I prefer burying my nose in the rose bushes or sun-warmed tomatoes and basil, thank you.
I’ve learned that I often get what I need. So, in a way it was no surprise to read the following message in The Five Invitations – Discovering What Death Can Teach Us About Living Fully by Frank Ostaseski:
“…we end up addicted to busy.
“The smartphone, our most constant companion, is a shining example of this mentality. A recent survey of San Francisco residents found that on any given day, most people interact with their smartphones more than they do with other human beings. Half of the people surveyed admitted to using their phones to escape social interaction, and nearly a third said they felt anxious when they didn’t have access to their phones.
“Remember when computers were sold to us based on the idea that they would create more leisure time and greater human connectivity? I want my money back.”
I agree with Frank. Big Tech’s given me no reason to believe their phones are for my “convenience.” Remember the promise of a “paperless society”?
Ever stack up your junk mail? It all sounds great on the surface (marketing propaganda usually does)…but in reality I have wasted more time from companies breaching my data and it being sold on the dark web, to deleting phishing e-mails, to avoiding spam calls, and on and on. Why would I want to give up any more precious time and privacy, or put myself at further risk? This is why all the extra “capabilities” of a “smart” phone do not make sense or appeal to me. Seeing a family sitting together with each person’s eyes glued on their own smartphone saddens me.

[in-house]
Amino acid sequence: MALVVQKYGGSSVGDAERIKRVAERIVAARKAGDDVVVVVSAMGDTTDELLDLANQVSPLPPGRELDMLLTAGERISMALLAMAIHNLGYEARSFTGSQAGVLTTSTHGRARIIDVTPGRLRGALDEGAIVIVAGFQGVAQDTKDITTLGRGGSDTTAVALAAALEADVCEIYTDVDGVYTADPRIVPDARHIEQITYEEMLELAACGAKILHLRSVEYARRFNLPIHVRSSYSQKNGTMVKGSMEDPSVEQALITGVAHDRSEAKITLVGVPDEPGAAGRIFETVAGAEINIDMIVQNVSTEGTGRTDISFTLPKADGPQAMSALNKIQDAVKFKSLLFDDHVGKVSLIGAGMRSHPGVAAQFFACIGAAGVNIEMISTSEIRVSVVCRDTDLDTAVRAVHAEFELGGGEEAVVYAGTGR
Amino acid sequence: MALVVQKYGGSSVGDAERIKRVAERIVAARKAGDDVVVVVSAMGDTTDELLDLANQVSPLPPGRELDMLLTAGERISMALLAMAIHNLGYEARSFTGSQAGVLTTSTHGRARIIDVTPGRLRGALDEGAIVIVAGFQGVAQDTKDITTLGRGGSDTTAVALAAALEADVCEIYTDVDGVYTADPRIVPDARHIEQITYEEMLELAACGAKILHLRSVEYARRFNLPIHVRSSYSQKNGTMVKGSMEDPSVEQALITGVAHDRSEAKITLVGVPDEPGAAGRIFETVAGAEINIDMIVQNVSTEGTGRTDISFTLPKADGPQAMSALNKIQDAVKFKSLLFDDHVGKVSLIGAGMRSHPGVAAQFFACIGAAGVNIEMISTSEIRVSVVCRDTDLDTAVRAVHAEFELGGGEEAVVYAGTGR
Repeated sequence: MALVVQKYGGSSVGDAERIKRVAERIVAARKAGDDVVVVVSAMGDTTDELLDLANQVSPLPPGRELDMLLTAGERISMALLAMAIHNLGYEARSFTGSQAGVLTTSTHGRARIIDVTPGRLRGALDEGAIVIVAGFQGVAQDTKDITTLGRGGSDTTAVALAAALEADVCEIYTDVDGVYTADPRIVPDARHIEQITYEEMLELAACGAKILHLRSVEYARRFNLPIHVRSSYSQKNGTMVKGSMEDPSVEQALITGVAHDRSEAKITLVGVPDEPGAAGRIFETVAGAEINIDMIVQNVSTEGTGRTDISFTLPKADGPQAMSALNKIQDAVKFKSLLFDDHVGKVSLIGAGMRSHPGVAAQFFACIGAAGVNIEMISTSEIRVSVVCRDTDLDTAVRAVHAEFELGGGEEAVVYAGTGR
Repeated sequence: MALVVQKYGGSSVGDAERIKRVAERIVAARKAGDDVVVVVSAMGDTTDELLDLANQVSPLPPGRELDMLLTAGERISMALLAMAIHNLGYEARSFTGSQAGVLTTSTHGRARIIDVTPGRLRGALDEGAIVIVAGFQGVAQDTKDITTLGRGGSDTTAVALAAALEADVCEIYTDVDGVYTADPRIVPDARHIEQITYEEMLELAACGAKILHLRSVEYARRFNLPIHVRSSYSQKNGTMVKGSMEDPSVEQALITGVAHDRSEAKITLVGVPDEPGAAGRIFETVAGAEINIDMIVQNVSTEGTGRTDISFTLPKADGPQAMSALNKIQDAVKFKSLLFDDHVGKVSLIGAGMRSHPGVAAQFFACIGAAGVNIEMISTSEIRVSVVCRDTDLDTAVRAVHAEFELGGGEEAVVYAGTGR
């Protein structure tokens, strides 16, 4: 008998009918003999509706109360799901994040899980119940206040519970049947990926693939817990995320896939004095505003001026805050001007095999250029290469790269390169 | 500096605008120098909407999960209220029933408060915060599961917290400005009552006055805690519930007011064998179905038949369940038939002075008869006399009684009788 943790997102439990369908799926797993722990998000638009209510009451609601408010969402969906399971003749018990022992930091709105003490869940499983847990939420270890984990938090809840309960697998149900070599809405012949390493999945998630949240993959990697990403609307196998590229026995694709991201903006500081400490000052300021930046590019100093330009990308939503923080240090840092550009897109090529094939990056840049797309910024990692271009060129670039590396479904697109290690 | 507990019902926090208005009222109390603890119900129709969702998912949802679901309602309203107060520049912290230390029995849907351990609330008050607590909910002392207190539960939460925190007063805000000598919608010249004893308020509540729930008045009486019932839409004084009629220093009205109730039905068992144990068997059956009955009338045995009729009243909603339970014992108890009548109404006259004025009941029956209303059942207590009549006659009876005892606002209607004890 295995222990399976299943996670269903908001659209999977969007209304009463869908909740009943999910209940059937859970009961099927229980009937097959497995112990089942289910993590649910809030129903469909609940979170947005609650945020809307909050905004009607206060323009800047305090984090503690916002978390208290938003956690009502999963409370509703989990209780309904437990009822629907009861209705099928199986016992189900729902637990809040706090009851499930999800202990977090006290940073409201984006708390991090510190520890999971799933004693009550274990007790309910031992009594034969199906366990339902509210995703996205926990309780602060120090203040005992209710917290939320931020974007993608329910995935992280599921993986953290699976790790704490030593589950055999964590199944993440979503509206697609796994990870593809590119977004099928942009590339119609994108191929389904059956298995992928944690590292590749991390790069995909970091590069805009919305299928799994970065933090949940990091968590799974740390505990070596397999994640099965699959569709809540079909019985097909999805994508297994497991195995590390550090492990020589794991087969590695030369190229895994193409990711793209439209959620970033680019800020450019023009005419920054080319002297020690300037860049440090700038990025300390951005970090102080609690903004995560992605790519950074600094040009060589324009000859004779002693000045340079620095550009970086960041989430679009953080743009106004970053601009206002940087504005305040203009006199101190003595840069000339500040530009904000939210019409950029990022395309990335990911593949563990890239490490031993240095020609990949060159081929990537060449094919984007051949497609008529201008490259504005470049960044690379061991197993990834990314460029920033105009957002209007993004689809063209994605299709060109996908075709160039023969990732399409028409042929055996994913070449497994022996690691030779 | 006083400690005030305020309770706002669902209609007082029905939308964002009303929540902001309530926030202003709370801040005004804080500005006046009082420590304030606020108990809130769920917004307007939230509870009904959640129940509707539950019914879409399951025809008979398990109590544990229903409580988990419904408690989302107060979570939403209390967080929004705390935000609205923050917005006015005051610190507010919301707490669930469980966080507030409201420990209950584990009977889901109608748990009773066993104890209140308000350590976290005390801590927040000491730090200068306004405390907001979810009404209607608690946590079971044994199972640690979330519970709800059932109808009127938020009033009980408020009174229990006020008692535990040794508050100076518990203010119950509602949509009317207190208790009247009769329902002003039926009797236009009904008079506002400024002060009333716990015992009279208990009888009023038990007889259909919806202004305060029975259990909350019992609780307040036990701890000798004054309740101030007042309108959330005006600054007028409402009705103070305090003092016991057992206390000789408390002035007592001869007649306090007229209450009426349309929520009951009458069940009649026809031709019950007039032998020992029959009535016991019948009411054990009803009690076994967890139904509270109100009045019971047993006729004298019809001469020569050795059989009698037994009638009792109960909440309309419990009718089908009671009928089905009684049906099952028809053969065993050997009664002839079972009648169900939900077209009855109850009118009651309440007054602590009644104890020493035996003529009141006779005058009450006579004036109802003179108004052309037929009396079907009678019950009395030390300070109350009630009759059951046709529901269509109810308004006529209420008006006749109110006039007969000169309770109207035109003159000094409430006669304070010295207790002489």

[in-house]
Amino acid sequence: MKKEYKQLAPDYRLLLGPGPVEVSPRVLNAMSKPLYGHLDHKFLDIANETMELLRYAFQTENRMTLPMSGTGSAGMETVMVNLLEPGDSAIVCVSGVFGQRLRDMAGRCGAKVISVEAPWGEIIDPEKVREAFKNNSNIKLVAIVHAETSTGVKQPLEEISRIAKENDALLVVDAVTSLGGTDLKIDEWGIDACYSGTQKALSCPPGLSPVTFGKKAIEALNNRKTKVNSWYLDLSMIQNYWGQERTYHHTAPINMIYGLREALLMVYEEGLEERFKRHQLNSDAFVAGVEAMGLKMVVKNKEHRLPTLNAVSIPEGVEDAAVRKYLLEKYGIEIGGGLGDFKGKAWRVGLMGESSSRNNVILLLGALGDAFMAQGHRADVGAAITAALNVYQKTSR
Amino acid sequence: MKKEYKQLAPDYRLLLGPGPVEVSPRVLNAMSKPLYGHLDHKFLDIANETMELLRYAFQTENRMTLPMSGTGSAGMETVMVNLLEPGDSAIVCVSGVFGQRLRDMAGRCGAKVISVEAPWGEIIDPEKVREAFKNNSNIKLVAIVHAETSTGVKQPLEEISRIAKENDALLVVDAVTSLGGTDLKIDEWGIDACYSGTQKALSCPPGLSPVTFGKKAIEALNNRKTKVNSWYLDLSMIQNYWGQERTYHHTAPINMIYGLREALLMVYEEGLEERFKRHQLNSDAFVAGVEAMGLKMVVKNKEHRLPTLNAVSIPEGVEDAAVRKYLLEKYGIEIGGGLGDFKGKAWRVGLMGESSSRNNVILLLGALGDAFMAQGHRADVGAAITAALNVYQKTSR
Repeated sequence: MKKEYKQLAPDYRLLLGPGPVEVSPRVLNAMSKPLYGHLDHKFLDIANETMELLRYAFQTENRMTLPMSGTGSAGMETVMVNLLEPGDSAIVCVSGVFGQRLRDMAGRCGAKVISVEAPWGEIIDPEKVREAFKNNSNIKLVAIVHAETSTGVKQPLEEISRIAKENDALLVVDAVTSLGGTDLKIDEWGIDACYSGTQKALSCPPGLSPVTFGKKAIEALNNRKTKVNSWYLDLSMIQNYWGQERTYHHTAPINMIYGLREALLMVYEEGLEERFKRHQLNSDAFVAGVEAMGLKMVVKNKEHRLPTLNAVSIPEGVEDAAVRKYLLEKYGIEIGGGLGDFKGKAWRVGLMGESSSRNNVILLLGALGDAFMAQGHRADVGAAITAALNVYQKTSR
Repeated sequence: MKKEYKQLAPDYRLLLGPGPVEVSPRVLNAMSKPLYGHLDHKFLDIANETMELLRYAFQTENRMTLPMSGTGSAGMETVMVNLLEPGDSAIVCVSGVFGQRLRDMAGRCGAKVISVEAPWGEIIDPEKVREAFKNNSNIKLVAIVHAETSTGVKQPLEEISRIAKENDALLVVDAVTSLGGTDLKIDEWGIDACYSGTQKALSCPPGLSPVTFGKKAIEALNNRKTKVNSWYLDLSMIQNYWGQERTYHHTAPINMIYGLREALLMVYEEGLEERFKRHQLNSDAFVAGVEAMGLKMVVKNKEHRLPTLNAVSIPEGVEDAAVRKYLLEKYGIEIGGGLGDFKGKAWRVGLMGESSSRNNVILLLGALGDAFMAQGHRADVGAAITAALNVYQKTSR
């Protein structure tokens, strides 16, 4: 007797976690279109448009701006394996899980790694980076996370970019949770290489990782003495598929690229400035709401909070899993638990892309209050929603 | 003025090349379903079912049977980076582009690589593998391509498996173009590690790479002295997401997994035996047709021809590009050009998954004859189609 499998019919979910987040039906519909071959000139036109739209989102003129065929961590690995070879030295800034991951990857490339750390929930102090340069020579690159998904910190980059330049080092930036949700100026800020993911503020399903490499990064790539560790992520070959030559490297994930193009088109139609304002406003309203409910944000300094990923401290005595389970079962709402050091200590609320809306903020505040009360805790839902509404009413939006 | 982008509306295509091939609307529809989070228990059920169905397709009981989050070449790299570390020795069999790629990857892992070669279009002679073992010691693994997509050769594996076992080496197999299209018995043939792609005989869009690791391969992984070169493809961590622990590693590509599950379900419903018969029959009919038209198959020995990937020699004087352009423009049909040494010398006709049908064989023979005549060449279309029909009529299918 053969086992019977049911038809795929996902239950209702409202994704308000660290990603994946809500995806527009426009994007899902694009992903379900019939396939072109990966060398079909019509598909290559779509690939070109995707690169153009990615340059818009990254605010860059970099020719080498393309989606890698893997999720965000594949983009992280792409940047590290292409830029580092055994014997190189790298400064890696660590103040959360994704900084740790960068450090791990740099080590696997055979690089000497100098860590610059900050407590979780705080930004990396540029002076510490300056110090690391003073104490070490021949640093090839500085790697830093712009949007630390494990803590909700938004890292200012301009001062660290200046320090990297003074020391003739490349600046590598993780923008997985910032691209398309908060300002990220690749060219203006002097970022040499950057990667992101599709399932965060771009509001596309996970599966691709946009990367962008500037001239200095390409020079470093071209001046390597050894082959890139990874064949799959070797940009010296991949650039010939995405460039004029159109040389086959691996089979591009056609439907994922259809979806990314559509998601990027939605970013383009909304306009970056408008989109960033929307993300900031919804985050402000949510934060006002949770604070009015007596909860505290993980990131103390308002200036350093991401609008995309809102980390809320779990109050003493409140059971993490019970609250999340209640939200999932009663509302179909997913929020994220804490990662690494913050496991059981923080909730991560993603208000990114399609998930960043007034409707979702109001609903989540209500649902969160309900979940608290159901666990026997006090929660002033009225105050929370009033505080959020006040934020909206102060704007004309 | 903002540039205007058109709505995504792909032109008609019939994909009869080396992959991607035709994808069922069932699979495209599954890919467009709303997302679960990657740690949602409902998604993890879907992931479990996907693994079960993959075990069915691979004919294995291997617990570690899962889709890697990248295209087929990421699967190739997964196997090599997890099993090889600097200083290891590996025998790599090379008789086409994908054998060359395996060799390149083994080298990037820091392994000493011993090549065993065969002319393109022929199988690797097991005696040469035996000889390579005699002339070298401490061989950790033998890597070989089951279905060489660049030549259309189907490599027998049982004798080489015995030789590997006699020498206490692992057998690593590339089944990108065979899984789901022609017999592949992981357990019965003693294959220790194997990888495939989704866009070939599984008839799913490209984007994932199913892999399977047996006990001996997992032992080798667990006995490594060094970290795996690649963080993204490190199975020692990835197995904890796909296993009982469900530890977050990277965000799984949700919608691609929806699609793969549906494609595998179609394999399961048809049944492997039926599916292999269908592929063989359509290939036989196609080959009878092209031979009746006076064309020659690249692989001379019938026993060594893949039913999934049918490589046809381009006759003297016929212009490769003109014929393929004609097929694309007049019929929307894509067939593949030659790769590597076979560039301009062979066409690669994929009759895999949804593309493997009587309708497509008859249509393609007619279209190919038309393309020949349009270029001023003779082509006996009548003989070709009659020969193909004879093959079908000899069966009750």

The Natural Rhythm of Life
Frank Ostaseski quotes a late friend, Angeles Arrien, who often commented that “Nature’s rhythm is medium to slow. Many of us live in the fast lane, out of nature’s rhythm. There are two things we can never do in the fast lane: we can neither deepen our experience nor integrate it.” He says she encouraged others to walk outside for an hour every day and spend at least a half hour in silence every day. “When we lose touch with the rhythms of nature, we become unbalanced,” she said. “To be fully present within our nature, we must be in balance with the land around us.”
I think Angeles was on to something. Surely, I am not the only one in this minority of Neo-Luddites (or partial Neo-Luddite as I’m not an all or nothing gal, or maybe just group of self-reliant persons). This sentiment rings true with me when observing smartphone users: “A cellphone signals my whole world is me and it excludes everyone else.” Remember the old tagline, “Reach out and touch someone”? Try it for real while you unplug this coming weekend. Your smartphone can’t hug you like a friend.
Incomprehensible. Sixteen deaths in 2019, with six of them very close to me — friends, co-workers, family, and my beloved border collie Bess vanished in a six-month tsunami of clearing relationships from my life.
In weathering this heavy-hearted summer, a healing practitioner recommended The Tibetan Book of Living and Dying by Sogyal Ripoche. Filled with foreign concepts, it hasn’t been an easy read. Often, I’m in between two or even three books so I picked up an oldie by Alan Cohen — I Had it All the Time. While insightful, the ACIM thread doesn’t completely resonate with me. Still, I get what I need like the passage explaining that when our life is clearing out it is simply preparing us for the new. That message eased some discomfort. Because in all honesty, I’ve felt stuck. For awhile. Well, maybe a year or two…or more.